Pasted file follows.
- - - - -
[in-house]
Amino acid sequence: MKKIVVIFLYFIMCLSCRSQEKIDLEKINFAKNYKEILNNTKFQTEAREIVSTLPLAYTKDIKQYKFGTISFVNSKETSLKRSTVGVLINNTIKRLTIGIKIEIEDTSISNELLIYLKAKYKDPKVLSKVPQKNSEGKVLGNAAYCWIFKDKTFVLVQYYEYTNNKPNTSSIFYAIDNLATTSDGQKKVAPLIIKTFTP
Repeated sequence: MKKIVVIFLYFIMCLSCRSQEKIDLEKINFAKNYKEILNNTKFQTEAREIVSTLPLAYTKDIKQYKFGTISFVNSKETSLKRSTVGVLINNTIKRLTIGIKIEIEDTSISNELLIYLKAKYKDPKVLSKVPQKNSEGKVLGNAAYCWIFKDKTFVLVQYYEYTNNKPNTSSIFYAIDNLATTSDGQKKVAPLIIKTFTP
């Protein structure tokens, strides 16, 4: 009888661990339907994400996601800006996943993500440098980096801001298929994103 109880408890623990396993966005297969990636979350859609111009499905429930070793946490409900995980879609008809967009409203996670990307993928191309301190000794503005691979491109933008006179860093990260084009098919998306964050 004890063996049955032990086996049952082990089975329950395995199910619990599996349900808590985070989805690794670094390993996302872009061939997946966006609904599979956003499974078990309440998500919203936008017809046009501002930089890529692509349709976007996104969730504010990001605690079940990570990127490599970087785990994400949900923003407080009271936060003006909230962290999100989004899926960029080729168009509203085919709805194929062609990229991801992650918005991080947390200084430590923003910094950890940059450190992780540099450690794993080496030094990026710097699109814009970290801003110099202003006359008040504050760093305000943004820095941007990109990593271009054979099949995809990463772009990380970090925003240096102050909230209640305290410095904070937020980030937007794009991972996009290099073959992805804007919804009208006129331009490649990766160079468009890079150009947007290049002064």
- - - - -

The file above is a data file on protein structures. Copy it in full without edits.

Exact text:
[in-house]
Amino acid sequence: MKKIVVIFLYFIMCLSCRSQEKIDLEKINFAKNYKEILNNTKFQTEAREIVSTLPLAYTKDIKQYKFGTISFVNSKETSLKRSTVGVLINNTIKRLTIGIKIEIEDTSISNELLIYLKAKYKDPKVLSKVPQKNSEGKVLGNAAYCWIFKDKTFVLVQYYEYTNNKPNTSSIFYAIDNLATTSDGQKKVAPLIIKTFTP
Repeated sequence: MKKIVVIFLYFIMCLSCRSQEKIDLEKINFAKNYKEILNNTKFQTEAREIVSTLPLAYTKDIKQYKFGTISFVNSKETSLKRSTVGVLINNTIKRLTIGIKIEIEDTSISNELLIYLKAKYKDPKVLSKVPQKNSEGKVLGNAAYCWIFKDKTFVLVQYYEYTNNKPNTSSIFYAIDNLATTSDGQKKVAPLIIKTFTP
């Protein structure tokens, strides 16, 4: 009888661990339907994400996601800006996943993500440098980096801001298929994103 109880408890623990396993966005297969990636979350859609111009499905429930070793946490409900995980879609008809967009409203996670990307993928191309301190000794503005691979491109933008006179860093990260084009098919998306964050 004890063996049955032990086996049952082990089975329950395995199910619990599996349900808590985070989805690794670094390993996302872009061939997946966006609904599979956003499974078990309440998500919203936008017809046009501002930089890529692509349709976007996104969730504010990001605690079940990570990127490599970087785990994400949900923003407080009271936060003006909230962290999100989004899926960029080729168009509203085919709805194929062609990229991801992650918005991080947390200084430590923003910094950890940059450190992780540099450690794993080496030094990026710097699109814009970290801003110099202003006359008040504050760093305000943004820095941007990109990593271009054979099949995809990463772009990380970090925003240096102050909230209640305290410095904070937020980030937007794009991972996009290099073959992805804007919804009208006129331009490649990766160079468009890079150009947007290049002064």